Is there anything easier to delay than creating your estate plan? Your estate plan is even easier to put off than fixing your fence. You do not wake up, look out the window and see your estate plan is flaking or falling apart. When you go outside your neighbours don’t point at your estate plan and ask you when you are going to get off your butt and work on it. Your estate plan is invisible, easy to avoid, and then forget.
I think procrastinating on your estate plan arises because the task looks too overwhelming. You may not know where to start. The goal of this article is to help break down the steps of estate planning into “chewable chunks”. There are 6 steps to complete your estate plan. In this article, I review the first 3 steps. Check out next month’s column for the last 3 steps.
A lawyer needs to know your family and financial picture to ensure your estate planning goals are met.
A lawyer will review with you the assets which form your estate. You can make a list everything you own (and owe) ahead of time. Keep in mind some assets are registered in joint names (like your house) or have a named beneficiary (like an RRSP, TFSA or life insurance) and will transfer outside of your estate or will. A lawyer will want to address all your assets in your estate plan.
You also need to identify family members you have an obligation to provide through your estate, for example, your spouse and young children. There may also be people or charities that you have an interest to provide through your estate.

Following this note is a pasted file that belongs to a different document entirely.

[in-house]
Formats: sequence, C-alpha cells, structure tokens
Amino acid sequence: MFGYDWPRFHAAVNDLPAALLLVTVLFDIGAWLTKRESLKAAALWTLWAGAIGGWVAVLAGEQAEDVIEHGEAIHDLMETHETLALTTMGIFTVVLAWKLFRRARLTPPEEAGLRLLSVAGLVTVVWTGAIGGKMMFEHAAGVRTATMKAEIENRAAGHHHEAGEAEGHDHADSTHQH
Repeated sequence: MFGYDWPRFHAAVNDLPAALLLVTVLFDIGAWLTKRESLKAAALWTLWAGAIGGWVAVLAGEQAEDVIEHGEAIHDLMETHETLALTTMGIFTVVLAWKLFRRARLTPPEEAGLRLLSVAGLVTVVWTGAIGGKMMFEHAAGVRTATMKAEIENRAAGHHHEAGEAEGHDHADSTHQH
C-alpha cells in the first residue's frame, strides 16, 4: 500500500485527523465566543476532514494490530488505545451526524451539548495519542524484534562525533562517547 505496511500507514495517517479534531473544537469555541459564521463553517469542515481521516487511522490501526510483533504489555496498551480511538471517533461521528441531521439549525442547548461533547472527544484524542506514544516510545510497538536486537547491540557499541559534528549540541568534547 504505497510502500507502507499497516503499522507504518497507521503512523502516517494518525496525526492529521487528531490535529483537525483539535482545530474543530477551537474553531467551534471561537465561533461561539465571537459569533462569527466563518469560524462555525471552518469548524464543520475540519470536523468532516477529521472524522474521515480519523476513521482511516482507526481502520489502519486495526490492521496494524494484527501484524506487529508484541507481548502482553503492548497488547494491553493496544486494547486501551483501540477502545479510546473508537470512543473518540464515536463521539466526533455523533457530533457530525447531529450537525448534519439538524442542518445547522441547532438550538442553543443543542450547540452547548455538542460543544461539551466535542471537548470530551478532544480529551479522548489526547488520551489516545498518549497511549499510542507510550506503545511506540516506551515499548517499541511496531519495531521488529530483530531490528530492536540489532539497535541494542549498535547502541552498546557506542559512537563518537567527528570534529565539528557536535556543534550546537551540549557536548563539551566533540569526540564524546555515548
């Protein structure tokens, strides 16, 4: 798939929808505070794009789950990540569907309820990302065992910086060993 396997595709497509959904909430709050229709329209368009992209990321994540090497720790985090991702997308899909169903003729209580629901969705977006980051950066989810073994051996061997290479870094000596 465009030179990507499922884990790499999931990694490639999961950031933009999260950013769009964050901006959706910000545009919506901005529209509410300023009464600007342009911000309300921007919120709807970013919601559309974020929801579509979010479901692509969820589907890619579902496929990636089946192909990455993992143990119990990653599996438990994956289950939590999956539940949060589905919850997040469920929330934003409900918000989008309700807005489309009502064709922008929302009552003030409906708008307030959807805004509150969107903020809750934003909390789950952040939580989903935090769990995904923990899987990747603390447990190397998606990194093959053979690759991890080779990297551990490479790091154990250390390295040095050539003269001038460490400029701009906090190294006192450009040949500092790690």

Our firm provides to our clients a form we fondly call “Getting To Know You” which helps us understand the whole family/financial picture. A checklist can be completed at home and brought in when you meet with your lawyer.
The lawyer meeting involves a review of your family and financial picture from Step 1, to confirm who will be your decision makers, and who benefits from your estate.
Your estate plan will name the people who will make decisions for you on your death or mental incapacity. Each of the Will, Enduring Power of Attorney and Personal Directive will typically name 2 people who will make decisions for you. An example would be naming your spouse as an Executor, followed by an adult child or another person. People with multiple children may consider including all of them as decision makers. This can be done, but keep in mind it can also make administration of an estate more complicated due to the number of people involved.
…to be continued next month.